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What if You Can't Afford a Bankruptcy Attorney or the Fees?

Written by: Kristy Welsh

Last Updated: October 3, 2017

It is not uncommon for people who have been struggling for years to make minimum payments on their debts to suddenly find out they are too broke to pay a lawyer or pay the bankruptcy filing fees. As a result, people filing bankruptcy without the help of an attorney rose from 6 percent of Chapter 7 and Chapter 13 filings in 2015 to 8 percent of Chapter 7 filings and 10 percent of Chapter 13 filings in 2016. Some might think that is because people do not like lawyers but we tend to think this is a way for people to try to save what little money they have left.

Costs to File Bankruptcy

The bankruptcy filing fees effective January 1, 2017 are as follows:

  • Chapter 7 — $335
  • Chapter 13 — $310

The most common type of bankruptcy, a Chapter 7 filing, erases most consumer debts and typically costs anywhere between $1,500 to $3,000 with an attorney. Chapter 13 filing, which involves a debt repayment or reorganization plan, can cost from $3,000 to $4,000 with an attorney.

After the passing of the 2005 Bankruptcy Reform Act, costs for both types of bankruptcy filings rose considerably. This increase in cost was due to the imposed Means Test and other limitations on filing, which was a direct result of the 2005 Bankruptcy Reform Act.

Should You Use an Attorney to File Bankruptcy?

Now that you have finally made the decision to file bankruptcy, can you afford an attorney? If you can't, does it really matter if you don't use one? Well, like anything, having some expertise in something goes a long way in getting a project done correctly. A poorly filed bankruptcy can be dismissed, which means you will not get any relief from your creditors. On top of that, filing your bankruptcy incorrectly could leave some of your property and assets unprotected which could lead to you losing a lot of things you could have kept after the bankruptcy is finalized.

If you can somehow scrape the money together, it is always a good idea to seek expert advise. But before you go out and hire any Tom, Dick, or Harry Esquire, read our article on the 50 Questions to Ask When Looking for a Bankruptcy Attorney. This way, the little money you do have to pay an attorney, will not be wasted on some incompetent fly-by-night attorney who will do nothing for you except get you further into debt.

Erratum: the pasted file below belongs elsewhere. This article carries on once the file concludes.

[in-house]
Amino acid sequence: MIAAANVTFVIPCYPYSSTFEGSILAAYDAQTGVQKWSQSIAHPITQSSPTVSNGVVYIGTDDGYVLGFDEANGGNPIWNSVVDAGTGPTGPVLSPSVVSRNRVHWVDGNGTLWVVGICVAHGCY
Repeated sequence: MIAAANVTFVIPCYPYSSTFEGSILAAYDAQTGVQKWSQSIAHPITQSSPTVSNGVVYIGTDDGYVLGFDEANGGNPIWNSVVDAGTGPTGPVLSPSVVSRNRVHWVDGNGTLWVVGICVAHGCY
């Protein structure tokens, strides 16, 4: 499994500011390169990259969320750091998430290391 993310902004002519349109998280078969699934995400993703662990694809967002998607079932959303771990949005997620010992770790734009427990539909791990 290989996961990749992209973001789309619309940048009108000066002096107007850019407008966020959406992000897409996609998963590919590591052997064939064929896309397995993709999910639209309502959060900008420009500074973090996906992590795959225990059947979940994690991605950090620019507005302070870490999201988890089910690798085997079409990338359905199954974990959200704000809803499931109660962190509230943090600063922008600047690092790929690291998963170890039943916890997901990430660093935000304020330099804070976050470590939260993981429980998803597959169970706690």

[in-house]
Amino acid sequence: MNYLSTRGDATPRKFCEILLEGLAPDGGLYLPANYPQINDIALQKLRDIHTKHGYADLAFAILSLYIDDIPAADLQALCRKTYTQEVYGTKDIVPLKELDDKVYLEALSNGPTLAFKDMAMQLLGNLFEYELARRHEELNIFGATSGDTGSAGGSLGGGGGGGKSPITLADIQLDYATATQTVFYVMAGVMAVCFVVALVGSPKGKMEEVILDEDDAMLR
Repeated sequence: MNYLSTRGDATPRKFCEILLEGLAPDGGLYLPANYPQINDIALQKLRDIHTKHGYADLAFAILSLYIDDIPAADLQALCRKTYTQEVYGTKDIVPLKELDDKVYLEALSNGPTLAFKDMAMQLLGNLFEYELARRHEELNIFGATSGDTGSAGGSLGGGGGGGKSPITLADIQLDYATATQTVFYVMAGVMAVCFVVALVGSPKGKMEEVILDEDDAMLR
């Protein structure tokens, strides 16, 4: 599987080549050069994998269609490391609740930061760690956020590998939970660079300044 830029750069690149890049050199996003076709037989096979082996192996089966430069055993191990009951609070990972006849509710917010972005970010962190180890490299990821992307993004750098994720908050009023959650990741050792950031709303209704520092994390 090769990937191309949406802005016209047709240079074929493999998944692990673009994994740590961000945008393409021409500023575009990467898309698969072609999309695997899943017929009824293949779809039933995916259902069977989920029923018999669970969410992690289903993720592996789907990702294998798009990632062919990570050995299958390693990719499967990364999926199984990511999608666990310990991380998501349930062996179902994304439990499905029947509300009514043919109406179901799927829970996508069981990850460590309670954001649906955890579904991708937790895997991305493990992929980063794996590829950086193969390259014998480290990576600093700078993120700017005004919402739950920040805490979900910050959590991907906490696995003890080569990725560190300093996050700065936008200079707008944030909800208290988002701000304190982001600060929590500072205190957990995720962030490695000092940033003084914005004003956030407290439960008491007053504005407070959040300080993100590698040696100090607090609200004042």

Alternative Options to Use

Before you start bankruptcy proceedings on your own, here are a few things to consider that will go a long way in saving your assets and some money.

  1. Figure Out If You Are Judgment-Proof.  If you are judgment-proof, you may not need to file bankruptcy and you can just send your creditors a letter telling them to stop contacting you. You are judgment-proof if:
    • Your income and property are legally protected from creditors.
    • You own very little and have no income.
    • All of your income is from Social Security - Social Security payments are legally protected.
    • The list of property you own is only clothing, household items, and a car worth $2,000 or less.
    There is a hitch in being judgment-proof. If your creditors go to the trouble to sue you and get a court judgment, they may be able to collect from you if your circumstances improve in the next 10 years. A bankruptcy filing, by contrast, would legally erase the debt.
  2. Think of Ways to Raise the Money Needed.  Your bank account might be empty, but there are some ways you can quickly raise the money you need to file bankruptcy and hire an attorney.
    • Cancel some luxuries such as cable TV, cell phone, or eating out. This will free up some money instantly.
    • Sell some items you are likely to lose in a bankruptcy, like a second car, expensive artwork, or jewelry, on eBay or Craigslist.
    • Stop making payments on debts you are hoping to erase in the bankruptcy - what's the point of paying on these if they are going to be discharged in your bankruptcy.
    • Get a loan from a friend or family member. The loan would be legally wiped out in the bankruptcy filing, but that wouldn't prevent you from repaying them later.
  3. Look For Low-Cost Bankruptcy Help.  Many bankruptcy attorneys offer discounted initial sessions. Use this session to explore whether or not filing bankruptcy is going to be right for you and what you will need to do to proceed with a bankruptcy filing.

    If your income is below the poverty level (currently $18,530 for a family of three), you may be eligible to receive free help from your local legal-aid society. There are also a few bankruptcy courts that have "pro se help desks" (pro se means filing without an attorney) so contact your local court and ask if they are offering this type of service.

Given how complicated today's bankruptcy procedures are, you should at least read as much as you can before you decide to file bankruptcy. Our website is loaded with information on Chapter 7 and Chapter 13 filings and the most popular questions asked regarding filing either one. We also have a Bankruptcy Forum where you can read questions and answers from other members and you can ask your questions for free. Doing you homework before jumping into filing bankruptcy will give you a much better chance for a successful filing and a brand new start .